Untamable Angelique

Untamable Angelique (French: Indomptable Angélique) is a 1967 historical adventure film directed by Bernard Borderie and starring Michèle Mercier, Robert Hossein and Roger Pigaut. It was made as a co-production between France, Italy and West Germany. It was the fourth in the five film series based on the novels by Anne and Serge Golon.[1]

Untamable Angelique
Untamable Angelique.jpg
Directed byBernard Borderie
Produced byFrançois Chavane
Francis Cosne
Written byAnne Golon (novel)
Serge Golon (novel)
Bernard Borderie
Francis Cosne
Pascal Jardin
Louis Agotay
StarringMichèle Mercier
Robert Hossein
Roger Pigaut
Music byMichel Magne
CinematographyHenri Persin
Edited byChristian Gaudin
Production
companies
Cinéphonic Compagnie Industrielle et Commerciale Cinématographique
Films Borderie
Fono Roma
Francos Films
Gloria-Film
Distributed byGloria Film
S.N. Prodis
Release date
  • 27 October 1967 (1967-10-27)
Running time
95 minutes
CountriesFrance
Italy
West Germany
LanguageFrench
Box office29.4 million tickets

The film's sets were designed by the art director Robert Giordani. It was shot at Cinecittà Studios in Rome.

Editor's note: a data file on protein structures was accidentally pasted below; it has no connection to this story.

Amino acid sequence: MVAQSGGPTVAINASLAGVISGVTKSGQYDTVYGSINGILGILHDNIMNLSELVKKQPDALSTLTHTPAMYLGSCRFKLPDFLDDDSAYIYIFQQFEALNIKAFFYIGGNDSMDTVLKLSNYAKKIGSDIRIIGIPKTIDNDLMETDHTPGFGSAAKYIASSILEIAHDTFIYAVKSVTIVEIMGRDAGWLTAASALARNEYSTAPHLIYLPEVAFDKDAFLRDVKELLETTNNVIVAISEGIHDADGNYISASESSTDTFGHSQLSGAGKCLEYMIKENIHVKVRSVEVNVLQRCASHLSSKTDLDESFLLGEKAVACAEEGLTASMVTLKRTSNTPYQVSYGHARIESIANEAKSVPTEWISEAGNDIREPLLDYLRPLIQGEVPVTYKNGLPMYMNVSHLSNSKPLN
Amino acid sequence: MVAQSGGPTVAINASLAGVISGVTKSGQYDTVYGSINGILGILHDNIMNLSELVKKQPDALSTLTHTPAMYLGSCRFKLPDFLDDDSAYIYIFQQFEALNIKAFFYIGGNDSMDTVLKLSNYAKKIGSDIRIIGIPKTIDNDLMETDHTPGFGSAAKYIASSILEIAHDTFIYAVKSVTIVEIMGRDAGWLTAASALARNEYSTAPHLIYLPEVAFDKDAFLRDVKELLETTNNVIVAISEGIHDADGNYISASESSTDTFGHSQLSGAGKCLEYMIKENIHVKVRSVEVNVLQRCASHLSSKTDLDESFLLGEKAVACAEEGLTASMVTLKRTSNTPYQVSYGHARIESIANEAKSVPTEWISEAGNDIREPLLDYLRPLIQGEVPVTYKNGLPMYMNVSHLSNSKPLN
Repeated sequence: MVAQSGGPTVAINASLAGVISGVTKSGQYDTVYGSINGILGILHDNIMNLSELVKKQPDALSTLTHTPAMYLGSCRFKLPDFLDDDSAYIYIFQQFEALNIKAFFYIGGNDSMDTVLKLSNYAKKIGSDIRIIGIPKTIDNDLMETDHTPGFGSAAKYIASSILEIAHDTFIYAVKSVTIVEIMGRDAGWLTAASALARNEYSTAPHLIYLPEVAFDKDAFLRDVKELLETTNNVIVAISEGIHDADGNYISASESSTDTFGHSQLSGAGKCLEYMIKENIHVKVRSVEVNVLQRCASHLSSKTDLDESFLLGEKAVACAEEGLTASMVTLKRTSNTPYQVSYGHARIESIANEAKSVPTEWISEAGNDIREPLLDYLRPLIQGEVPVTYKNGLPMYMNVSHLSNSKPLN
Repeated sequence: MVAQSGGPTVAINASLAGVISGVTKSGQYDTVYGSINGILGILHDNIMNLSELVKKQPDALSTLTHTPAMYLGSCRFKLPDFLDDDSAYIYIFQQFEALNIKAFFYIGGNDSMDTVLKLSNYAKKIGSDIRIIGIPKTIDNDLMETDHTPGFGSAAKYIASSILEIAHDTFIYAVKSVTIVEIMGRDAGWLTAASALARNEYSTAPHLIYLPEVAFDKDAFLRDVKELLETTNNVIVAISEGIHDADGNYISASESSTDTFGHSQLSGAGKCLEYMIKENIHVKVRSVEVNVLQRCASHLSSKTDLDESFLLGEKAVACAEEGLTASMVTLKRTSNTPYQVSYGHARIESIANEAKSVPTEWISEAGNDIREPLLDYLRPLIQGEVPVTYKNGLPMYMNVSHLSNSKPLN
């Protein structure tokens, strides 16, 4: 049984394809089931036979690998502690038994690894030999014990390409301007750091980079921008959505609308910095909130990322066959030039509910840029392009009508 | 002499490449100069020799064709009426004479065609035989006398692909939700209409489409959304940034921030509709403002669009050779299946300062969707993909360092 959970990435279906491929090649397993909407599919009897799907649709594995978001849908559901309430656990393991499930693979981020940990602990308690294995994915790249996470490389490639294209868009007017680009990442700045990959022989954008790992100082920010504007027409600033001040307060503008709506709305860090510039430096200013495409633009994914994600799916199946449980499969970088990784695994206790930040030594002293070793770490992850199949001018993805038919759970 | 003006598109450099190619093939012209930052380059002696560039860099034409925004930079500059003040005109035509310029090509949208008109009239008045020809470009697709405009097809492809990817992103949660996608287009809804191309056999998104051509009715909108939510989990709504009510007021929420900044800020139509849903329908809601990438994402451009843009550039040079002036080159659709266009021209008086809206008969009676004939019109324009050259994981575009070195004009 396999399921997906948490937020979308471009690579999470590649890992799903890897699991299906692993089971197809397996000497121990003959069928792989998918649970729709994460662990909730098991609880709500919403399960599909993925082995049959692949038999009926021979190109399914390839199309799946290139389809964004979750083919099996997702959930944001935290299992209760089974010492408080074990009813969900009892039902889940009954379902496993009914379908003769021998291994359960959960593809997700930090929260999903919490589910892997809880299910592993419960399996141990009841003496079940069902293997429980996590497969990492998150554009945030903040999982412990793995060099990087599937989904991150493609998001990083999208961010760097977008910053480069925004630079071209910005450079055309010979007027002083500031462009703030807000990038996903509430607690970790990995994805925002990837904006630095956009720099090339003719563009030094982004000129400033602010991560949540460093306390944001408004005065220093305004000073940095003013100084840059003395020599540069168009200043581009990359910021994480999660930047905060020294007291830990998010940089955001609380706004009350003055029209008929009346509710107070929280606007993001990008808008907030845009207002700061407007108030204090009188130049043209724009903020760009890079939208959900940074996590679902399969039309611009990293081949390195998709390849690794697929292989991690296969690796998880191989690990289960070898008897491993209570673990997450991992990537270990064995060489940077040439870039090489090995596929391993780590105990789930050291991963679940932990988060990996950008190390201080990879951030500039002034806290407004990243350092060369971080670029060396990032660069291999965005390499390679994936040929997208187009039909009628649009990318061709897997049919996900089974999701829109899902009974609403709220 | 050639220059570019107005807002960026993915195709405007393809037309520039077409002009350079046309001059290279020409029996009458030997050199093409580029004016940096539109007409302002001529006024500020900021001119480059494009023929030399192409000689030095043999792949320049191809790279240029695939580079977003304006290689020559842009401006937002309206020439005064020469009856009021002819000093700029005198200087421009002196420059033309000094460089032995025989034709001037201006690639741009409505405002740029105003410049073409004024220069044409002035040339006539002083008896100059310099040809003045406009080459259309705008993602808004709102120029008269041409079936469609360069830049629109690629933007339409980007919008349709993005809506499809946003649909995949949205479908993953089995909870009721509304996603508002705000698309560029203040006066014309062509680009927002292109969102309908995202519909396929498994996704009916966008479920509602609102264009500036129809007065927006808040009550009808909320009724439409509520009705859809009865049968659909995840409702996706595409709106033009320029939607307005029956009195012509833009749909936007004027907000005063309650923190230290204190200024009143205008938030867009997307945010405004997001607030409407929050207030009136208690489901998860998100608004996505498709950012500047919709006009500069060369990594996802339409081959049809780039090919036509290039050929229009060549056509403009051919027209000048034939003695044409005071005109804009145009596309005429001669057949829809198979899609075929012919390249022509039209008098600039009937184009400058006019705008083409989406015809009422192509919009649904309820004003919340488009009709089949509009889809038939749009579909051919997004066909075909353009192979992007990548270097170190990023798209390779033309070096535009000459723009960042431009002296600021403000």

SynopsisEdit

After discovering that her first husband is still alive, Angélique travels to the South of France not knowing that he is now a notorious pirate. Captured by some slave traders she is taken to Crete where she is intended to be sold.

Main castEdit

Box officeEdit

The film sold 4,610,585 tickets in France and Germany.[2] It also sold 24.8 million tickets in the Soviet Union,[3] for a worldwide total of 29,410,585 ticket sales.

ReferencesEdit

  1. ^ Bergfelder p.262
  2. ^ "Indomptable Angélique (1967)". JP's Box-Office (in French). Retrieved 26 June 2020.
  3. ^ ""Неукротимая Анжелика" (Indomptable Angélique, 1967)". KinoPoisk (in Russian). Retrieved 26 June 2020.

BibliographyEdit

  • Bergfelder, Tim. International Adventures: German Popular Cinema and European Co-Productions in the 1960s. Berghahn Books, 2005.
  • Klossner, Michael. The Europe of 1500-1815 on Film and Television: A Worldwide Filmography of Over 2550 Works, 1895 Through 2000. McFarland & Company, 2002.

External linksEdit